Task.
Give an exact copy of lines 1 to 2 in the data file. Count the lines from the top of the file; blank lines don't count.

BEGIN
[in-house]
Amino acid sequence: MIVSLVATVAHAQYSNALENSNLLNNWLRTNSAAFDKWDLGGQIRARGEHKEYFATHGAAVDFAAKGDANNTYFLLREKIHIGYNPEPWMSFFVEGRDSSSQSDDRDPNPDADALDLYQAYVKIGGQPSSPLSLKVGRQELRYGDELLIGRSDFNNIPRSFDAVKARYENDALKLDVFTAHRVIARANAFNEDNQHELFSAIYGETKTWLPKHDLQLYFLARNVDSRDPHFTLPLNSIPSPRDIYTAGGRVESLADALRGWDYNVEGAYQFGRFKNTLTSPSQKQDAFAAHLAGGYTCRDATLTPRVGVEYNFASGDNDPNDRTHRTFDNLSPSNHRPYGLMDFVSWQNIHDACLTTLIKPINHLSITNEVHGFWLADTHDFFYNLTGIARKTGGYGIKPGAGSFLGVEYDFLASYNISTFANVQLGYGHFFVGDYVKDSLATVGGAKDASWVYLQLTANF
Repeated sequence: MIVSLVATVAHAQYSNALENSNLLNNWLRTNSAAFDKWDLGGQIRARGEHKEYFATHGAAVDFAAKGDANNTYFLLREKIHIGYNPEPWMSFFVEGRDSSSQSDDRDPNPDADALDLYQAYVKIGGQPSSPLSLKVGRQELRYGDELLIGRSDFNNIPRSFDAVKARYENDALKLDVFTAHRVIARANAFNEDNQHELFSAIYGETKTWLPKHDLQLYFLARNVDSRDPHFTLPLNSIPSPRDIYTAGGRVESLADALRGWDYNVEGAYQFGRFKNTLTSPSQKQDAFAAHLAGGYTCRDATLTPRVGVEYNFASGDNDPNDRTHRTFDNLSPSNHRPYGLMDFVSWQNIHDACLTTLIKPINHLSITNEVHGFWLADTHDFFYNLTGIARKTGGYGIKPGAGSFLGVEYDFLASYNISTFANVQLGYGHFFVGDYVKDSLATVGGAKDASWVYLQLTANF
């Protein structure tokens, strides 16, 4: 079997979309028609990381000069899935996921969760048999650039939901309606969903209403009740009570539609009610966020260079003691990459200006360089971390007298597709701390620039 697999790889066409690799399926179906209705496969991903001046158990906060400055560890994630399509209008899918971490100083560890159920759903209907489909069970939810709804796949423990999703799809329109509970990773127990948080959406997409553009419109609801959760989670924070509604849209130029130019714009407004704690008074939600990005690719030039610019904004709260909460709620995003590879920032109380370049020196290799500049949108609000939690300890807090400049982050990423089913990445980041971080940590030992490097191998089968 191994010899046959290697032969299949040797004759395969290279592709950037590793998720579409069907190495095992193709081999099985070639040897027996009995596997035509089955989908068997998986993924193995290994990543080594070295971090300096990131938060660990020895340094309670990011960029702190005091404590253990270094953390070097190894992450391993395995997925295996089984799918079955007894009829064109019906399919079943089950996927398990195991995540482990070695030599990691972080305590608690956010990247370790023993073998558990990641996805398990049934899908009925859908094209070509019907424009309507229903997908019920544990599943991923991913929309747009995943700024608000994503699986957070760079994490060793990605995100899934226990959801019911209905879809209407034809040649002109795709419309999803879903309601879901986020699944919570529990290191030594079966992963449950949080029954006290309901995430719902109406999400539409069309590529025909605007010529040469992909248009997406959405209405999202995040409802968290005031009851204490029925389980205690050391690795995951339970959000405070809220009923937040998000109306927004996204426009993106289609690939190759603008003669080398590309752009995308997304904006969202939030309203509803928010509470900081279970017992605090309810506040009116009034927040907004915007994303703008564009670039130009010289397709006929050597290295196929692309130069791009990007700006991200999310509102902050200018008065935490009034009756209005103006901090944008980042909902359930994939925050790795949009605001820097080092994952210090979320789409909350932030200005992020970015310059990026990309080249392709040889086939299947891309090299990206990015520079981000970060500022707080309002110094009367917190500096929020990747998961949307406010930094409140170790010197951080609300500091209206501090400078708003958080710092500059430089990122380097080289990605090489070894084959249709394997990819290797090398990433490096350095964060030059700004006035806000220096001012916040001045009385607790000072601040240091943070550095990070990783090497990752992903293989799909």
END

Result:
[in-house]
Amino acid sequence: MIVSLVATVAHAQYSNALENSNLLNNWLRTNSAAFDKWDLGGQIRARGEHKEYFATHGAAVDFAAKGDANNTYFLLREKIHIGYNPEPWMSFFVEGRDSSSQSDDRDPNPDADALDLYQAYVKIGGQPSSPLSLKVGRQELRYGDELLIGRSDFNNIPRSFDAVKARYENDALKLDVFTAHRVIARANAFNEDNQHELFSAIYGETKTWLPKHDLQLYFLARNVDSRDPHFTLPLNSIPSPRDIYTAGGRVESLADALRGWDYNVEGAYQFGRFKNTLTSPSQKQDAFAAHLAGGYTCRDATLTPRVGVEYNFASGDNDPNDRTHRTFDNLSPSNHRPYGLMDFVSWQNIHDACLTTLIKPINHLSITNEVHGFWLADTHDFFYNLTGIARKTGGYGIKPGAGSFLGVEYDFLASYNISTFANVQLGYGHFFVGDYVKDSLATVGGAKDASWVYLQLTANF